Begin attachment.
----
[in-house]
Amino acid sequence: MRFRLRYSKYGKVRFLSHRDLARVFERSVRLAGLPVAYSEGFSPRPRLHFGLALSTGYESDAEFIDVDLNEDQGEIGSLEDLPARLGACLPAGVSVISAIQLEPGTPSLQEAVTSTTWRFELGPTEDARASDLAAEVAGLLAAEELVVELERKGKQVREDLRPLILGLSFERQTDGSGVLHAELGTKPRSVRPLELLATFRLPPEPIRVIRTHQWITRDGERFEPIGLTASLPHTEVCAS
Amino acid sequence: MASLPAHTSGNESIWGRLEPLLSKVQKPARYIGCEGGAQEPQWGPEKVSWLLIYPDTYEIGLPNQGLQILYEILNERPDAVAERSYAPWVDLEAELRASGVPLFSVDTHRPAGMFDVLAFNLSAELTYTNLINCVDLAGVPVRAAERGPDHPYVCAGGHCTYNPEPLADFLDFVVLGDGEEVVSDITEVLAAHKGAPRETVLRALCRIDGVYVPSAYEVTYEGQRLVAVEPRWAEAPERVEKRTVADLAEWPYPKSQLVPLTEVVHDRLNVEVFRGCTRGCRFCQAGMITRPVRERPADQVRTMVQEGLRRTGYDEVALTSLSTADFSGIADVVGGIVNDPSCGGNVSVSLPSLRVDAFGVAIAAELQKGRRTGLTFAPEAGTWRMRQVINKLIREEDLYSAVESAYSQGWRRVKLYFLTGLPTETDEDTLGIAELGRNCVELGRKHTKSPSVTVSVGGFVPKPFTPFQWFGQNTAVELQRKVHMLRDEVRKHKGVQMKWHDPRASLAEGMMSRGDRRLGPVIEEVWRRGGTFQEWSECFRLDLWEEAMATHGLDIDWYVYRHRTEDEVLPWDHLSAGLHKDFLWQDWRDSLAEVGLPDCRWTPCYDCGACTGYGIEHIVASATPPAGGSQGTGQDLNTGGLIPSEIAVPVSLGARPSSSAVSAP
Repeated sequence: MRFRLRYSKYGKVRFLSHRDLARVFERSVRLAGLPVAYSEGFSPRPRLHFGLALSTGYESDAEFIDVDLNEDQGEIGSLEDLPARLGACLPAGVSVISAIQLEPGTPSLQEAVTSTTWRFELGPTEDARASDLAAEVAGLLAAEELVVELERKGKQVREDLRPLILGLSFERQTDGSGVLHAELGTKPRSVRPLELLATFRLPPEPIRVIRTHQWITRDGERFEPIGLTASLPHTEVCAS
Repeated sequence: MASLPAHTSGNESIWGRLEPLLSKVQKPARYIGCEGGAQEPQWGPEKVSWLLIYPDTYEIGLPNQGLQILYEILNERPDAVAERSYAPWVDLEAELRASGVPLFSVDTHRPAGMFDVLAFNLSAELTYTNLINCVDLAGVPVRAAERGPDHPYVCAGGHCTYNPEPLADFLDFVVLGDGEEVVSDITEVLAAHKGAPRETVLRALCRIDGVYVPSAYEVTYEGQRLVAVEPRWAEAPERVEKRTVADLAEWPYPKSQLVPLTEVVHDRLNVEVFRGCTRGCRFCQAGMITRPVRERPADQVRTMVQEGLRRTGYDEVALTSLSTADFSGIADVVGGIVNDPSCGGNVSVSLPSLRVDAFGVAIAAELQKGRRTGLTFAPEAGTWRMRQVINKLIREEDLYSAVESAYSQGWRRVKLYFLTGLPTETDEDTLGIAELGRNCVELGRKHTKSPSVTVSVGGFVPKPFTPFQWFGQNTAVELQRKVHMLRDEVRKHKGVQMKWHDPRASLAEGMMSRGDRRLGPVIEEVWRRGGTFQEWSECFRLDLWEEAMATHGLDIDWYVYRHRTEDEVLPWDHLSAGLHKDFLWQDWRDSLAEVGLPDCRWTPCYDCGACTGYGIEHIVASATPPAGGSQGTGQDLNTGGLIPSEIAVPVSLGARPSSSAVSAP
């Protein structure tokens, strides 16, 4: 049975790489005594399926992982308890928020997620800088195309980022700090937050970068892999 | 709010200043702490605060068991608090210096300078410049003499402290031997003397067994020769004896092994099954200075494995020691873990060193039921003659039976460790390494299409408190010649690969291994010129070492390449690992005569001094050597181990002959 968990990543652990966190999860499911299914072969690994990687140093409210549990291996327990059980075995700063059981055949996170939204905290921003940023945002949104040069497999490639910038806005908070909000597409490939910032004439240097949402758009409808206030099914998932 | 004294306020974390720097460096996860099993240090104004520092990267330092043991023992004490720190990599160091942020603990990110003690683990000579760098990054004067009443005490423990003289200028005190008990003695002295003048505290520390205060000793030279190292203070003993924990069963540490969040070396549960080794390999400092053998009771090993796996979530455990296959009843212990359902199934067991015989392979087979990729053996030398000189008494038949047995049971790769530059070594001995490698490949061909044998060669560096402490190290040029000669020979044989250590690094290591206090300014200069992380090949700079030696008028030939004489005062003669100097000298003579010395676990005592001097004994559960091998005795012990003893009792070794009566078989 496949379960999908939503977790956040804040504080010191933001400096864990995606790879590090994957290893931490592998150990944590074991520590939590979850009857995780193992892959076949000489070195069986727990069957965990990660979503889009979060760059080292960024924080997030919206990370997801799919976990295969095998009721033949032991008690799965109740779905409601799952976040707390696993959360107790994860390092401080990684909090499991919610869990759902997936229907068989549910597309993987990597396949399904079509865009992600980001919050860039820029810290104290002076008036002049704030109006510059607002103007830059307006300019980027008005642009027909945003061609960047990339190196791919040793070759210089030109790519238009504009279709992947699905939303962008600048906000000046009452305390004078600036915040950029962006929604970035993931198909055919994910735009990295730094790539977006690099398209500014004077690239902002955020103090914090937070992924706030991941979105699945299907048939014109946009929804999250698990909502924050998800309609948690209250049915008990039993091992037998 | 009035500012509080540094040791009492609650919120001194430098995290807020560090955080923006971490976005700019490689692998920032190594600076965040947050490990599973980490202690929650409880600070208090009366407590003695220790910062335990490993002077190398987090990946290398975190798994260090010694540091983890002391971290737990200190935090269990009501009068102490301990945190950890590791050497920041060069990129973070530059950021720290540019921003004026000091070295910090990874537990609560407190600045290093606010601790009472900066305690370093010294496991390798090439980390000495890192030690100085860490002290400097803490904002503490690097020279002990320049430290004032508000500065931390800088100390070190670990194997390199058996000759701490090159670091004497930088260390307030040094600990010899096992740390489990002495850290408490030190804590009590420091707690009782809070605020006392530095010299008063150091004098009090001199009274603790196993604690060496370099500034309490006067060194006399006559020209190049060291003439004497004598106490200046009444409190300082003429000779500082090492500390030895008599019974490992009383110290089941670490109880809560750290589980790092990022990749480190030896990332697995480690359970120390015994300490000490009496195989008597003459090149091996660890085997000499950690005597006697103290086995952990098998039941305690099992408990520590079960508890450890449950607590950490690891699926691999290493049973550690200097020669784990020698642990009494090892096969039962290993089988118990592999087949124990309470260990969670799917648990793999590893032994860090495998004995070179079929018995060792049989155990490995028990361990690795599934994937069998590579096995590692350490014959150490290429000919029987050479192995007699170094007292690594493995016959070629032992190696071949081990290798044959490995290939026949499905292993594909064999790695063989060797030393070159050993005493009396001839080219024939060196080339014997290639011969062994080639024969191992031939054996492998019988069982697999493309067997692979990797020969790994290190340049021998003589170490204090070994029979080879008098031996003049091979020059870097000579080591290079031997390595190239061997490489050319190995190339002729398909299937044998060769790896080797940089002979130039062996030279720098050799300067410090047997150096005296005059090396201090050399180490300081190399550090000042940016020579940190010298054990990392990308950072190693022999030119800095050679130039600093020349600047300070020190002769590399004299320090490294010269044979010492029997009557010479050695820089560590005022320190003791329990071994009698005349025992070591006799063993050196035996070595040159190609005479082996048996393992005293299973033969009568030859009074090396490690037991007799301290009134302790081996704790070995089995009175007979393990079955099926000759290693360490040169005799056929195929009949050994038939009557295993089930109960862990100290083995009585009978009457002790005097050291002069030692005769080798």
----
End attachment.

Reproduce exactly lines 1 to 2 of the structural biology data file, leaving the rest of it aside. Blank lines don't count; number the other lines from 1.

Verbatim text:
[in-house]
Amino acid sequence: MRFRLRYSKYGKVRFLSHRDLARVFERSVRLAGLPVAYSEGFSPRPRLHFGLALSTGYESDAEFIDVDLNEDQGEIGSLEDLPARLGACLPAGVSVISAIQLEPGTPSLQEAVTSTTWRFELGPTEDARASDLAAEVAGLLAAEELVVELERKGKQVREDLRPLILGLSFERQTDGSGVLHAELGTKPRSVRPLELLATFRLPPEPIRVIRTHQWITRDGERFEPIGLTASLPHTEVCAS